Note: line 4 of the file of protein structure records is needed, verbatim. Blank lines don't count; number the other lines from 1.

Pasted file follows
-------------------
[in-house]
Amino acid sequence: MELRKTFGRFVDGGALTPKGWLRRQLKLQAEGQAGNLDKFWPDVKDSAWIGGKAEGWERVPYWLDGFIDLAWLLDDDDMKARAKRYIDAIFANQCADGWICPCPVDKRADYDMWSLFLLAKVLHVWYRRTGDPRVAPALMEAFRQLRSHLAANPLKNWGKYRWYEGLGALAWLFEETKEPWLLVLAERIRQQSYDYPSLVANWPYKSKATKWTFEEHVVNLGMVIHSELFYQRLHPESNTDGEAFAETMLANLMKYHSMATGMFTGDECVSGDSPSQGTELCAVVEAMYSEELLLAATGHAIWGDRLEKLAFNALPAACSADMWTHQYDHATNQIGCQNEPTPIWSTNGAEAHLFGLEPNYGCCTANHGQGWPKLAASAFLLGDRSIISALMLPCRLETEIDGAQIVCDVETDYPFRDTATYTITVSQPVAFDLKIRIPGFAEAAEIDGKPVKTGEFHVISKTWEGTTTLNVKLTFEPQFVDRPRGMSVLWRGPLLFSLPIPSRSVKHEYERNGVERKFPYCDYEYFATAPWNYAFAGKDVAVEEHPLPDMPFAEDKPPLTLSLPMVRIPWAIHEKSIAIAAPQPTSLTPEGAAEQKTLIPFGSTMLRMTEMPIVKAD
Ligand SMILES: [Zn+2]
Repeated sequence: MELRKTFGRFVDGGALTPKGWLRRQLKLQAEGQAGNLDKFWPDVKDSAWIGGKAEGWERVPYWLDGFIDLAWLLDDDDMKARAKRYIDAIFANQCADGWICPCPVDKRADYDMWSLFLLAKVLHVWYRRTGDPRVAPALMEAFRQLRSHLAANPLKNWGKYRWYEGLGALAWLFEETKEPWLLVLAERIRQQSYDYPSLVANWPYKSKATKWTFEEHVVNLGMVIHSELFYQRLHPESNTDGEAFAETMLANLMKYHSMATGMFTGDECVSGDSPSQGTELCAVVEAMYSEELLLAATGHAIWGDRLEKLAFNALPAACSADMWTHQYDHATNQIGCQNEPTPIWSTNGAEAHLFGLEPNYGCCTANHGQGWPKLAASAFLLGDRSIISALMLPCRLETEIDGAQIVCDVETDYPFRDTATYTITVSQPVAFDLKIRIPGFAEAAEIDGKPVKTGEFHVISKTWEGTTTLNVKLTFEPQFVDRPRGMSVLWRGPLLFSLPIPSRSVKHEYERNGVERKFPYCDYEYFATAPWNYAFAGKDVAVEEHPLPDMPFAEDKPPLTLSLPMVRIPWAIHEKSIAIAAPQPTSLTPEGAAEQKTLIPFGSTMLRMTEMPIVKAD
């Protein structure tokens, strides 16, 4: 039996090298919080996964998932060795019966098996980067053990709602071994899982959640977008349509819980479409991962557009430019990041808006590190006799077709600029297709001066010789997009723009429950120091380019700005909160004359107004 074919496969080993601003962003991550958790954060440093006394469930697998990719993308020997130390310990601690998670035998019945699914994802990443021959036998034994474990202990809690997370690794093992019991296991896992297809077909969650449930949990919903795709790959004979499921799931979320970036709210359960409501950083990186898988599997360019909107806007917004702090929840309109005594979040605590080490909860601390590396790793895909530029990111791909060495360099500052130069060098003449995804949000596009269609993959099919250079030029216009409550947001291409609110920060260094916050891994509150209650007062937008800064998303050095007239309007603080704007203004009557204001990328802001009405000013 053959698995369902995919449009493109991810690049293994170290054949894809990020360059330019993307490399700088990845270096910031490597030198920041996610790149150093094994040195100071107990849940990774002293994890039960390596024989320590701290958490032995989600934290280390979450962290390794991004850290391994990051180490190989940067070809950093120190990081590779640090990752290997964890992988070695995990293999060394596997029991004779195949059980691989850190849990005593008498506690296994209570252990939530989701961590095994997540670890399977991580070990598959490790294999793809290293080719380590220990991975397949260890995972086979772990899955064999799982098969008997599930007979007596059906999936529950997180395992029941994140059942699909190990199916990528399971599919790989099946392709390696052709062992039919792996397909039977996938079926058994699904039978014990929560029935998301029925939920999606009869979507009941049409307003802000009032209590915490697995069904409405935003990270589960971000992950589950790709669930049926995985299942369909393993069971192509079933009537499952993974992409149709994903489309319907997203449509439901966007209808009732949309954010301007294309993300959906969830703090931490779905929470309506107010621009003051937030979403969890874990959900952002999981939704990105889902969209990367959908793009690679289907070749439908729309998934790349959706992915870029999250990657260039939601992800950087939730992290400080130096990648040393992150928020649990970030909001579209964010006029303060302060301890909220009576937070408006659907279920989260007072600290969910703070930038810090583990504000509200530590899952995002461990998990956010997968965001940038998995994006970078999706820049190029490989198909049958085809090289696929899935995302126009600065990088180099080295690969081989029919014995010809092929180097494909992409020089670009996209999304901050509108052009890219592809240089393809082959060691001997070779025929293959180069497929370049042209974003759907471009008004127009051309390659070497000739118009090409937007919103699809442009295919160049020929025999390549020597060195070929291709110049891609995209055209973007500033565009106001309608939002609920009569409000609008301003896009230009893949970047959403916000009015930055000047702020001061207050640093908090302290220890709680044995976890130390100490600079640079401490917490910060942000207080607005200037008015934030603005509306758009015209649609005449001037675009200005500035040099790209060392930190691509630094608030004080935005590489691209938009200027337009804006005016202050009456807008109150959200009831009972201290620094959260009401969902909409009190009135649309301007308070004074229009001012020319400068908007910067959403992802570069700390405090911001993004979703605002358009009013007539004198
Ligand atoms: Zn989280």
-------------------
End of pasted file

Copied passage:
Repeated sequence: MELRKTFGRFVDGGALTPKGWLRRQLKLQAEGQAGNLDKFWPDVKDSAWIGGKAEGWERVPYWLDGFIDLAWLLDDDDMKARAKRYIDAIFANQCADGWICPCPVDKRADYDMWSLFLLAKVLHVWYRRTGDPRVAPALMEAFRQLRSHLAANPLKNWGKYRWYEGLGALAWLFEETKEPWLLVLAERIRQQSYDYPSLVANWPYKSKATKWTFEEHVVNLGMVIHSELFYQRLHPESNTDGEAFAETMLANLMKYHSMATGMFTGDECVSGDSPSQGTELCAVVEAMYSEELLLAATGHAIWGDRLEKLAFNALPAACSADMWTHQYDHATNQIGCQNEPTPIWSTNGAEAHLFGLEPNYGCCTANHGQGWPKLAASAFLLGDRSIISALMLPCRLETEIDGAQIVCDVETDYPFRDTATYTITVSQPVAFDLKIRIPGFAEAAEIDGKPVKTGEFHVISKTWEGTTTLNVKLTFEPQFVDRPRGMSVLWRGPLLFSLPIPSRSVKHEYERNGVERKFPYCDYEYFATAPWNYAFAGKDVAVEEHPLPDMPFAEDKPPLTLSLPMVRIPWAIHEKSIAIAAPQPTSLTPEGAAEQKTLIPFGSTMLRMTEMPIVKAD